– Why do people crush Photoshop for digitally altering reality while Instagram gets a pass?

– A urinal that lets you play guitar with your urine.

– On Grantland, Bill Barnwell takes us through the first round of NFL over/under bet props.

– Drew Magary HATES mayo:

I hate mayonnaise. I hate it, and I’ve hated it my entire life. But I can’t seem to escape it. You mayo-haters out there know what I mean. You walk into a restaurant, you order something and say, “but no mayo,” then when it’s delivered to you not only is there mayo on it, there is an OFFENSIVE amount of mayo on it. Every pore in the bread bursts with it. It’s such a horrible thing to experience, because it means that either your server forgot your request to hold the mayo or–and this is far worse–your server IGNORED the request. “What? Hold the mayo? He can’t possibly be serious. Let’s triple the mayo so that he appreciates it fully.”

Food Porn

Strawberry Nutella Waffle @ Waffle Bros (Denver, CO)

Chicken Breast Sandwich with Pesto Mayo @ Panes Bread Cafe (Chicago, IL)

World Wide Wednesday

by Ryan Glasspiegel

Follow Sports Rapport on Twitter!

Deep Routes

– SI’s Lee Jenkins’ brilliant cover profile on LeBron James. This is about as much as we’ve ever seen LeBron open up.

– In The Atlantic, David Samuels profiles Kanye West. While a lot of this piece doesn’t necessarily contain new information, there are also some very interesting insights into Kanye’s inner psyche. It’s a good piece to keep open in a tab for a day or two, reading bits and pieces of in between work and other diversions.

– My friend Brad passed along this great TorrentFreak long read on the history of file-sharing.

Quick Reads

– Clay Travis recommends Houston and Nashville as permanent neutral grounds for BCS semi-finals if College Football ever adopts a 4-team playoff. Travis’ Nashville bias notwithstanding, he makes a pretty good case for both.

– On SI.com, Andy Staples breaks down how the 32 players in Peter King’s mock first round were ranked as recruits coming out of high school: “Fifteen of the 32 players in King’s Mock rated three stars or fewer out of high school, meaning evaluators felt they would, at best, be solid contributors at the FBS level.”

– Continuing on the mock draft front, Yahoo’s Michael Silver draws up his annual NFL mock draft, where he evaluates who would go 1-32 if NFL teams had the opportunity to draft anybody in the league or eligible for this year’s draft. Spoiler alert: A-Rodg goes #1.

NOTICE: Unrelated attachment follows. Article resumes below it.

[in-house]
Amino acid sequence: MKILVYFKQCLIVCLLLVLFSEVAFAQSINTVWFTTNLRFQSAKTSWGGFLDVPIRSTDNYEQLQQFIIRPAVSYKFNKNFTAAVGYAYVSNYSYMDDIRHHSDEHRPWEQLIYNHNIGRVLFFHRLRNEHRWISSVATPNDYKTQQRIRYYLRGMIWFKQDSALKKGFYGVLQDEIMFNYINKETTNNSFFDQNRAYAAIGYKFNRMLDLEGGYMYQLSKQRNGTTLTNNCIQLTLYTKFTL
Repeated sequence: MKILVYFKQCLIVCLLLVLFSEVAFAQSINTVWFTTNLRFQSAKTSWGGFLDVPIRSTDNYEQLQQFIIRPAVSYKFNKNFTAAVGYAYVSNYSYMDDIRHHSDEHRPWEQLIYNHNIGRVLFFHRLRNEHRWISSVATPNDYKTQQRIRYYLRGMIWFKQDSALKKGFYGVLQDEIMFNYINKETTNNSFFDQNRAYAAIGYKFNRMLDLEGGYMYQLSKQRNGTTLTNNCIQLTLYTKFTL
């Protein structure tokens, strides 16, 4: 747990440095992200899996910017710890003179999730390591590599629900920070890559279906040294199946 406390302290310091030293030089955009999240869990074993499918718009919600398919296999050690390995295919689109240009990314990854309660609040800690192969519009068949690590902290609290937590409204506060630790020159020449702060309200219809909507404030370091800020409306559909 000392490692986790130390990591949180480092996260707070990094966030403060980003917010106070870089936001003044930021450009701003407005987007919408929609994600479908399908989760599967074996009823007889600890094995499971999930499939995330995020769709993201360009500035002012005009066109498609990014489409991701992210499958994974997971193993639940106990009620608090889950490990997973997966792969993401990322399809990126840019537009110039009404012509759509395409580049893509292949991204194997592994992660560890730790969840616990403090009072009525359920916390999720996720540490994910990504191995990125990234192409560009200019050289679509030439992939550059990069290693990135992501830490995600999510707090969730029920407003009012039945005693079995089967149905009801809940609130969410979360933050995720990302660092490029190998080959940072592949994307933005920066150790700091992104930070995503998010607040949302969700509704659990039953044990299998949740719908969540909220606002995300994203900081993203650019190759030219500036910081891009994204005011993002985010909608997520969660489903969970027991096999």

– Former Packers salary cap guru Andrew Brandt writes about the Packers’ draft war room.

– NYT bestselling author Justin Halpern writes a satirical guest post for KSK: If Mel Kiper Jr. Broke Down Women at a Bar. Hilarity ensues. (Via Asif)

– Dealbook: Facebook’s First quarter profit falls 12% ahead of expected offering.

90’s clip of the week

This segment has sort of been neglected for the last month or so, but I remembered this awesome song and think that we all need to band together to bring it back! Seriously, you guys.

Food Porn

My friend Adam started a new blog, I Eat Detroit. It’s what it sounds like. Here is a picture of some exquisite-looking rib tips that he ate from Bert’s BBQ, Pizza, and Soul Food:

 

Cheese Curds at Old Town Pour House, a new upscale bar in Chicago that has the best TV set-up I have ever seen in a bar–two 108-inch screens (TVs, not projectors), each surrounded by four ~60-inch screens. I’m pretty sure its construction is a solid indicator that our nation’s economic hardships have come to an end–bars like this don’t get funded and built during recessions.

World Wide Wednesday

How I saw the internet this past week…

Deep Routes

– Steve Hehn writes about the biggest risks of Facebook’s impending IPO for NPR. What happens to the company’s culture when Facebook’s most talented employees–many of whom are in their 20s–are set for life? If I were in their position, I’d probably bounce.

– Grantland unearths David Remnick’s classic New Yorker piece on Michael Jordan’s first basketball comeback. Note to self: learn how to write this beautifully.

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World Wide Wednesday

New weekly feature in which I pull up the best links from my week reading the internet. I’ll also sprinkle in some hot foodporn action and some cool stuff from the Youtubes. If you have anything to contribute in any of these categories going forward, by all means do so. Especially foodporn. Here goes…

Deep Routes 

Gabriel Sherman’s NY Mag cover piece – The Emasculation of Wall Street – gives a very detailed account of where Wall Street compensation is at, how the glory days aren’t returning anytime soon, and analogizes investment banks to big box retailers like Wal-mart, a comparison that would have been unthinkable just a few years back. There’s the usual tone-deaf quotes from bankers and traders but by and large this piece is well-written, informative, and fair and Sherman got some great access for it.